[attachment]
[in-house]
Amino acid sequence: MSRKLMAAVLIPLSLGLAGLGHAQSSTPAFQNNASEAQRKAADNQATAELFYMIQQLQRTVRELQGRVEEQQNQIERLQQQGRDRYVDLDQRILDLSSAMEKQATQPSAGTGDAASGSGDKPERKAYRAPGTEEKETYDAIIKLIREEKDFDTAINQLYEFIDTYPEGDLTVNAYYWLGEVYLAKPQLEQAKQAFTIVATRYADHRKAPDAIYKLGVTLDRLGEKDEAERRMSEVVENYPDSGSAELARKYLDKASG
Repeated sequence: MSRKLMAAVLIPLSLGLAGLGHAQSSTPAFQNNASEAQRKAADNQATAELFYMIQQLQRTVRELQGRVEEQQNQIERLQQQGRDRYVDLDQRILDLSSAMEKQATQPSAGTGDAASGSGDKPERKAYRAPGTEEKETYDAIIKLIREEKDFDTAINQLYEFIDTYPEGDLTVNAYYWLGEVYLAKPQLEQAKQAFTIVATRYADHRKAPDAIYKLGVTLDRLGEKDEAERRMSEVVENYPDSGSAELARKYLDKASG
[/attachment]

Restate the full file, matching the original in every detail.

[in-house]
Amino acid sequence: MSRKLMAAVLIPLSLGLAGLGHAQSSTPAFQNNASEAQRKAADNQATAELFYMIQQLQRTVRELQGRVEEQQNQIERLQQQGRDRYVDLDQRILDLSSAMEKQATQPSAGTGDAASGSGDKPERKAYRAPGTEEKETYDAIIKLIREEKDFDTAINQLYEFIDTYPEGDLTVNAYYWLGEVYLAKPQLEQAKQAFTIVATRYADHRKAPDAIYKLGVTLDRLGEKDEAERRMSEVVENYPDSGSAELARKYLDKASG
Repeated sequence: MSRKLMAAVLIPLSLGLAGLGHAQSSTPAFQNNASEAQRKAADNQATAELFYMIQQLQRTVRELQGRVEEQQNQIERLQQQGRDRYVDLDQRILDLSSAMEKQATQPSAGTGDAASGSGDKPERKAYRAPGTEEKETYDAIIKLIREEKDFDTAINQLYEFIDTYPEGDLTVNAYYWLGEVYLAKPQLEQAKQAFTIVATRYADHRKAPDAIYKLGVTLDRLGEKDEAERRMSEVVENYPDSGSAELARKYLDKASG